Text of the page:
In the Bible, there are several accounts of faith in spite of doubt. In Daniel 3:16-18, the author describes the story of Shadrach, Meshach, and Abednego. If you’re not familiar with the story, the TLDR of the account is that the King of Babylon was requiring everyone to worship idols, but these three men refused because they knew Yahweh was God. Yet even in their confidence, they were not 100% sure God would save them when King Nebuchadnezzar threatened to throw them into the blazing furnace: “If we are thrown into the blazing furnace, the God we serve is able to deliver us from it, and he will deliver us from Your Majesty’s hand. But even if he does not, we want you to know, Your Majesty, that we will not serve your gods or worship the image of gold you have set up” (Daniel 3:16-18 NIV, emphasis added).
Even the disciples doubted Jesus’ sovereignty after He rose. In Matthew 28, just before Jesus gives the Great Commission, it says, “When they saw him, they worshiped him; but some doubted” (Matthew 28:17 NIV, emphasis added). Jesus had risen from the dead, He was in front of the (now) 11 disciples, and the disciples worshiped Him; but some still doubted. The world’s largest religion was built on the backs of 11 men who still doubted the Lord when He stood in front of them, resurrected. It should be reassuring for us, then, when we doubt knowing the men who actually lived with Jesus doubted Him.
We’re not called to be perfect in our denial of doubt. Having faith, according to Hebrews 11, is “confidence in what we hope for and assurance about what we do not see” (Hebrews 11:1 NIV). We’re called to trust God’s heart and intentions for our life, and to follow Him wholeheartedly even when we don’t think He’ll respond to our faithfulness. The heart of God is to be faithful, so He will always be faithful even when our human nature calls His Faithfulness into doubt. God knows we will fail, and He doesn’t punish us for that. He called Peter onto the water knowing he was going to doubt Jesus—but Jesus still came to Peter’s rescue. He does the same for us: even when we doubt, He will be faithful to us and the promises He’s made.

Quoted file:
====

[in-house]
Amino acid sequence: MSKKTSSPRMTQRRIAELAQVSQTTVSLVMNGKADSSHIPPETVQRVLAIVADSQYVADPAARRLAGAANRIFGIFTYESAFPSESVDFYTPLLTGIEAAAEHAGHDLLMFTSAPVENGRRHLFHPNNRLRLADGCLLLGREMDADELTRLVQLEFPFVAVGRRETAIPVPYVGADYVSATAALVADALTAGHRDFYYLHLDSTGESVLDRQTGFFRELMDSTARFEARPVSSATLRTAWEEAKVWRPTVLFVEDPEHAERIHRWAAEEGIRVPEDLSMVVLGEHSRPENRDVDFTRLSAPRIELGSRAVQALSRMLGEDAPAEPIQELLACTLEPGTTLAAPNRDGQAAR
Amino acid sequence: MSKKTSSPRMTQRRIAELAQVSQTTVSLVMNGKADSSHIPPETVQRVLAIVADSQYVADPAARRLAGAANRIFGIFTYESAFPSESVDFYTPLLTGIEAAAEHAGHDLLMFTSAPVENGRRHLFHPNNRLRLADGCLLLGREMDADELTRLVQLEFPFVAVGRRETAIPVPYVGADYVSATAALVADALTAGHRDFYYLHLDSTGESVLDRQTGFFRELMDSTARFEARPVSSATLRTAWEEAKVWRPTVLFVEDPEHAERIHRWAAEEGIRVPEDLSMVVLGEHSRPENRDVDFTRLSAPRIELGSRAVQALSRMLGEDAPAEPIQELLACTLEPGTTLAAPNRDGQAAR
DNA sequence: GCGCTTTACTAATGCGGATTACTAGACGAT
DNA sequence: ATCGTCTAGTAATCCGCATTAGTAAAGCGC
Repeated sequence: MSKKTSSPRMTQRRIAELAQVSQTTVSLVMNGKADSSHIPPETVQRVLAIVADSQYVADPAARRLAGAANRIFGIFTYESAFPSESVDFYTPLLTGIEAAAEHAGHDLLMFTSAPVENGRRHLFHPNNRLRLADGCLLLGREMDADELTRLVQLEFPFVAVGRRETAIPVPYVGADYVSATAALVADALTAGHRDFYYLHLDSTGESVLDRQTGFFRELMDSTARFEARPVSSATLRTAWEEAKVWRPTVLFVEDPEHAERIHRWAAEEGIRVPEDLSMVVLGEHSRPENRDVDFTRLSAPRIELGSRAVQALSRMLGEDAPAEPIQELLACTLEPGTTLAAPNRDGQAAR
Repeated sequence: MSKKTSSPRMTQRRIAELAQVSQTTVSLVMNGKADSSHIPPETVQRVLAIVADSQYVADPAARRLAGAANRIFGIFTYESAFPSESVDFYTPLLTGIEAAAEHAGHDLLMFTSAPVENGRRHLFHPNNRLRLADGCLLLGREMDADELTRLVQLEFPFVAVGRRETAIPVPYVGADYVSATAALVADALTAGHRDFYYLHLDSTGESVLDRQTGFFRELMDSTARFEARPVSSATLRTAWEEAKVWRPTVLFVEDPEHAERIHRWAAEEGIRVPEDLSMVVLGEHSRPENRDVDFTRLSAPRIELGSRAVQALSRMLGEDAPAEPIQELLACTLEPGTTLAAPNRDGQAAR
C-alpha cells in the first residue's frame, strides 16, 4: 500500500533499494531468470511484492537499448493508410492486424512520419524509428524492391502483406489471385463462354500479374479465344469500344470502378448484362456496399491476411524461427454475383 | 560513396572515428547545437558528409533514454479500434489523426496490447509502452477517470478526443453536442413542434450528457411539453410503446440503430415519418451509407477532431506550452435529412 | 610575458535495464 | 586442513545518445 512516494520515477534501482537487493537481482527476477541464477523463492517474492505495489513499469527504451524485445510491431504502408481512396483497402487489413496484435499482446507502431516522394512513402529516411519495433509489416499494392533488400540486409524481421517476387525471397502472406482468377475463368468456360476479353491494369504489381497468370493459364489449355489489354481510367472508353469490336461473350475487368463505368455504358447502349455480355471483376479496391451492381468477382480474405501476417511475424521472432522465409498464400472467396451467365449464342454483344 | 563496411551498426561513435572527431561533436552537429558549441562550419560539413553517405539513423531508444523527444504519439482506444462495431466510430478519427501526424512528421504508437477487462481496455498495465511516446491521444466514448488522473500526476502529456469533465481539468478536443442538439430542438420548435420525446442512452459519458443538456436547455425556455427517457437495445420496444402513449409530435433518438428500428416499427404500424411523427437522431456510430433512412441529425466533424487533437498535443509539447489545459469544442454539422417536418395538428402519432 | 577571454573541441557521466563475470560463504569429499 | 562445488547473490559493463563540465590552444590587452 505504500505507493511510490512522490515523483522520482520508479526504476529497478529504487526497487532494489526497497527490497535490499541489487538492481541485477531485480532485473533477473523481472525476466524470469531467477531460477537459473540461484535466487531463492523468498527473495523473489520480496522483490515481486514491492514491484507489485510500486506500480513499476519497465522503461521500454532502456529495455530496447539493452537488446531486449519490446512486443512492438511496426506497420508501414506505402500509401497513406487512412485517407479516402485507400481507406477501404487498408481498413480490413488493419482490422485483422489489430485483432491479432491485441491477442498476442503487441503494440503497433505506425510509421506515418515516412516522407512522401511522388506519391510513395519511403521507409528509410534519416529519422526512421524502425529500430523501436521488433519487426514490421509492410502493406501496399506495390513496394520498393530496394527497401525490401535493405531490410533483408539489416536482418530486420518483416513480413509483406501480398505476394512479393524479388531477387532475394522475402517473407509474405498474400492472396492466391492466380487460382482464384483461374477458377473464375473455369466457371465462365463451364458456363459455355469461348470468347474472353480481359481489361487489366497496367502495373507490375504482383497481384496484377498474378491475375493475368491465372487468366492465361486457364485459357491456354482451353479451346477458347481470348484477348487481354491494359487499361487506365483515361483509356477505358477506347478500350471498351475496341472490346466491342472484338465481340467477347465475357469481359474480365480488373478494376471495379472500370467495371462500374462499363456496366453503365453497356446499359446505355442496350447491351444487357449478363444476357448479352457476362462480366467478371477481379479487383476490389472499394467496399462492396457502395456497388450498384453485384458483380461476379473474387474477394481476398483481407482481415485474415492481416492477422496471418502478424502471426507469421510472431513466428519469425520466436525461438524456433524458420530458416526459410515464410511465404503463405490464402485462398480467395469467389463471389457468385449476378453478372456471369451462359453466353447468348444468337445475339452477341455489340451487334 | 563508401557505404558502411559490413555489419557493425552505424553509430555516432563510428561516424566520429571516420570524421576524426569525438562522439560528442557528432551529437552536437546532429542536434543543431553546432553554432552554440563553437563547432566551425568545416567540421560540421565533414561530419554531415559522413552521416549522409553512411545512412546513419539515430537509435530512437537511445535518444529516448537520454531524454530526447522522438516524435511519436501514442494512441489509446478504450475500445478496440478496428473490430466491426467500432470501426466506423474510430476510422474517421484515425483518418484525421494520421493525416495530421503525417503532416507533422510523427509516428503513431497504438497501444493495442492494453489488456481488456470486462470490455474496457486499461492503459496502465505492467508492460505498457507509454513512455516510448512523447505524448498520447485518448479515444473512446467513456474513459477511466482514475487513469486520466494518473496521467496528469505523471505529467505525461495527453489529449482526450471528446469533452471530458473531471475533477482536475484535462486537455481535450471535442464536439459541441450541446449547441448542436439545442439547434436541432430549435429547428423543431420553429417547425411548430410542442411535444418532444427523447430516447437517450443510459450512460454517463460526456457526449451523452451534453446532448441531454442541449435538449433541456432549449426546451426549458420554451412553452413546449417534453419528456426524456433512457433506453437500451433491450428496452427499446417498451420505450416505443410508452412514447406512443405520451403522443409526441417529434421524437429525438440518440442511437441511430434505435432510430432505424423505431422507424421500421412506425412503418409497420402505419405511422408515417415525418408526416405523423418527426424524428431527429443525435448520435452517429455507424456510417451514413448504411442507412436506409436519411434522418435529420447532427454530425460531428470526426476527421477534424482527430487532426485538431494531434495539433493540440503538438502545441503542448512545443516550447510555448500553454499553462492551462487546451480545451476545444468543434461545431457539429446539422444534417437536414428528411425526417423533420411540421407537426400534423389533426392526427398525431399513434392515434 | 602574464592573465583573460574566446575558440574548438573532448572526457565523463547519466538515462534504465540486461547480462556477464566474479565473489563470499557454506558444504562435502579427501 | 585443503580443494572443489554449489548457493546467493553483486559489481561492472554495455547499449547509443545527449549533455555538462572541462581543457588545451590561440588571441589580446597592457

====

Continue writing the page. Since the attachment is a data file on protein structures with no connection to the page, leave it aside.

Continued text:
“‘…for I assure you and most solemnly say to you, if you have [living] faith the size of a mustard seed, you will say to this mountain, “Move from here to there,” and [if it is God’s will] it will move; and nothing will be impossible for you’” (Matthew 17:20 AMP). Jesus says this after His disciples were discouraged that they couldn’t drive a demon out of a suffering boy. Sometimes we will fall flat on our face when it comes to faith; something we pray for won’t come to pass, or we’ll just flat out doubt. But when we have just an inkling of trust and/or confidence in the power of God—even when we have the smallest faith in Him and His power—even mountains can move.
To sum this up, we believers have two opportunities. We can trust God’s faithfulness and step out in faith even if we doubt, or we can give our doubt power and let our disbelief rule our belief. It’s okay to not be perfect with our faith, but to deny the power of faith is to deny the power of Christ. We always have the ability to follow Christ, even when we don’t know if it will work out in our favor. But here’s a fun spoiler: it will.
Author | Alex Hinton